By Ige Olugbenga
The federal government at the Court of Appeal Abuja, filed eleven grounds of appeal challenging the acquittal of Senate President Bukola Saraki by the Code of Conduct Tribunal (CCT).
The CCT on Wednesday last week cleared Saraki of the 18 count criminal charges over alleged false asset declaration brought against him.
Danladi Umar, the tribunal chairman, said the prosecution failed to establish a prima facie case against Saraki.
The notice of appeal was signed by Rotimi Jacobs (SAN) and Pius Akutah, an assistant Chief State Counsel.
The government is seeking an order setting aside the CCT judgment of June 14 that upheld the no-case submission filed by Saraki at the close of the prosecution’s case.
The government also prayed the Court of Appeal for an order calling upon Saraki to enter his defence.
In the notice of appeal which was filed on Tuesday, the government said the judgment was unconstitutional, without jurisdiction, unwarranted, unreasonable and against the weight of evidence.
It argued that the Tribunal failed to analyse and evaluate the evidence of the prosecution witnesses before reaching its decision.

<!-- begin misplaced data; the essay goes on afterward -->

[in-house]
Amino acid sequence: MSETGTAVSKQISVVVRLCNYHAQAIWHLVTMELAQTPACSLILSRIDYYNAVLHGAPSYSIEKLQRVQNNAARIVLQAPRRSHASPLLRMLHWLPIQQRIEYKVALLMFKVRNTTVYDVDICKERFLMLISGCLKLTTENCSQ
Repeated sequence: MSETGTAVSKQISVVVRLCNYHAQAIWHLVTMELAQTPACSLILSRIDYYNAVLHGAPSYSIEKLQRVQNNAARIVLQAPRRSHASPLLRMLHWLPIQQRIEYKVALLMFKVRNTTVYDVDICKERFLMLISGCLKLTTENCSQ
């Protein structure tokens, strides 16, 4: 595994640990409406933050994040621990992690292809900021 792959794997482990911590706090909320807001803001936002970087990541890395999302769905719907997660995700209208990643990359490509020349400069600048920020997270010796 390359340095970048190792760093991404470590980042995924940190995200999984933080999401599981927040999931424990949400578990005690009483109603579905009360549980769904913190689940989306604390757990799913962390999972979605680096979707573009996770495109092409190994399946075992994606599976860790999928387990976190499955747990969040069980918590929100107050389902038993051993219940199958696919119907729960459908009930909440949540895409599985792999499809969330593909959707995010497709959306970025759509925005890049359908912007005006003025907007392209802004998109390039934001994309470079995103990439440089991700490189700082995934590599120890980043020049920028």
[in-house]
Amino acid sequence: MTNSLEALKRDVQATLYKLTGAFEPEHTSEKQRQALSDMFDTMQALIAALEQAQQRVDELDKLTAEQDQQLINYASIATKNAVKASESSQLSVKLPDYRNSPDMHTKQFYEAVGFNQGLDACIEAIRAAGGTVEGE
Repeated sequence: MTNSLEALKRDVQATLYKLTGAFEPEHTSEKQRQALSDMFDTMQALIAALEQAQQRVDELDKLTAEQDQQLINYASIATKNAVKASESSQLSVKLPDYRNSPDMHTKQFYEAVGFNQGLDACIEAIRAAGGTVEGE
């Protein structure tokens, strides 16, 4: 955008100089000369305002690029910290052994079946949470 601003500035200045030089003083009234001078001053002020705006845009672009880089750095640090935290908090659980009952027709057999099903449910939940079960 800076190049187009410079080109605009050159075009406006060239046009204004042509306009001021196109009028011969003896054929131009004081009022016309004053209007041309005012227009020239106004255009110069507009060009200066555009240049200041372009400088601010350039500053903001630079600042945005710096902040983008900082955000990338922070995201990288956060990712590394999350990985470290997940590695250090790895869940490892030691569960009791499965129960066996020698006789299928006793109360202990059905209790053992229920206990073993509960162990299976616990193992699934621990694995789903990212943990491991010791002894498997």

The government held that the CCT failed to point out any apparent discredited evidence on the face of the record before upholding the no-case submission.
According to the government, the power of the CCT when upholding a no-case submission is to discharge Saraki and not to acquit him.
It said the findings of the CCT that EFCC did not invite Saraki was not supported by the evidence tendered by the prosecution which was Saraki’s handwritten statement made after caution.
It said the CCT failed to be bound by the judicial precedent of a superior court of record and has denied the government its right to fair hearing as guaranteed by the Constitution.
It was further stated that the CCT unfairly closed its ears to relevant testimonies of prosecution witnesses and the various documents generated by the Guaranty Trust Bank which were admitted as evidence before the Court.